Every Monday, for 15 minutes, a young man speaks to his mother through prison glass. She is Sakine Mohammedie Ashtiani, and since 2006 she has been tormented by the government of Iran for “adultery.”
Ashtiani was originally condemned to 99 lashes, a sentence which was carried out in front of her 17-year-old son. Now, after re-examining her case, Iranian authorities have decided she should also be stoned to death.
To be clear, these maniacs want to throw rocks at this woman’s head until her brains are dashed out.
Treating people like this is evil. Regimes that do such things must be exposed, rattled and, at times, replaced. And in countries fortunate enough not to be subject to such brutality, we ought to recalibrate our priorities from cozy concerns like reality shows and “climate change” to the plight of our fellow human beings.
This struggle is cultural, psychological, military, and economic. Most of all, it is a test of wills. Do we have the strength to call evil by its name and resist, or will we fumble about and find reasons not to until it’s too late? Iran is only the most prominent and dangerous among the entities that oppose us, and Ashtiani’s story is one of heartbreaking thousands, chronicled by Amnesty International and others.
An opportunity existed, after the uprising that followed Iran’s stolen elections last year, for good people of the world to show their support. There was one guy in particular who could have made a difference with a single speech. Unfortunately, Barack Obama demurred.
To understand the value that a few words from the American president can have to folks who are under repression, consider former Soviet political prisoner Natan Sharansky’s reaction to Ronald Reagan’s 1987 “Tear down this wall” address in Berlin: “That was the moment that really marked the end for them, and the beginning for us.”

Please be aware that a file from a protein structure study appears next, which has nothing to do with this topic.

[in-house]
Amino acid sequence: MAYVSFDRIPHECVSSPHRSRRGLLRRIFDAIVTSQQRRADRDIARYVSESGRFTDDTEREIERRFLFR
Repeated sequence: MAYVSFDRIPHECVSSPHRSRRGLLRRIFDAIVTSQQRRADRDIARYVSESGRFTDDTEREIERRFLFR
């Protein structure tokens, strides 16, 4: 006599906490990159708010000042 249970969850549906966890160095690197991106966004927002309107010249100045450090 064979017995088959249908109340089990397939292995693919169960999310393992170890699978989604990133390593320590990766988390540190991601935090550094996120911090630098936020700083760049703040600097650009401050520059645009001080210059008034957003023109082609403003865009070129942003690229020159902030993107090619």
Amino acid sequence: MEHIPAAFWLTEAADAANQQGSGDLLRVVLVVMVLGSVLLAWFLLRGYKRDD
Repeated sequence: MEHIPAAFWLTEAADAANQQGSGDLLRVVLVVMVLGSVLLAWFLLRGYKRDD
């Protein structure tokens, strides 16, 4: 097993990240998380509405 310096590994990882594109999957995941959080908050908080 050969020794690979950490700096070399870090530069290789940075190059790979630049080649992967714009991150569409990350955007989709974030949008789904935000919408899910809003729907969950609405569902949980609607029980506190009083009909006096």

On an individual basis, Western nations, including the United States, Canada, and the United Kingdom, have been hopeless at protecting their citizens when they are imprisoned or unjustly treated in basket-case countries. The closest thing to a victory on this front came when Bill Clinton flew to North Korea last August to rescue two American women from the clutches of Kim Jong-il. The former president even posed for a forced photo-op in a room so hideously decorated that sanctions should be suspended until the regime has time to buy something tasteful.
So if free nations cannot protect their own people abroad, what can they possibly do for Ashtiani? And what could anyone reading this column do to help her? Perhaps, provide profile for her cause.
I’d like to see her on more t-shirts than Che Guevara. If a fraction of the energy evinced by those who showed up at the G20 in Toronto to protest the evils of “globalization” (or whatever) were instead directed toward, say, not hitting women with rocks until they die, we’d be getting somewhere. Or, if the zeal of feminists who demand the freedom to abort a child right up until he goes to his first hockey practice were pointed toward sparing their sisters from state-sanctioned death by blunt-force trauma, their help would be invaluable.
We enjoy a way of life in this part of the world. We owe our support to those who do not.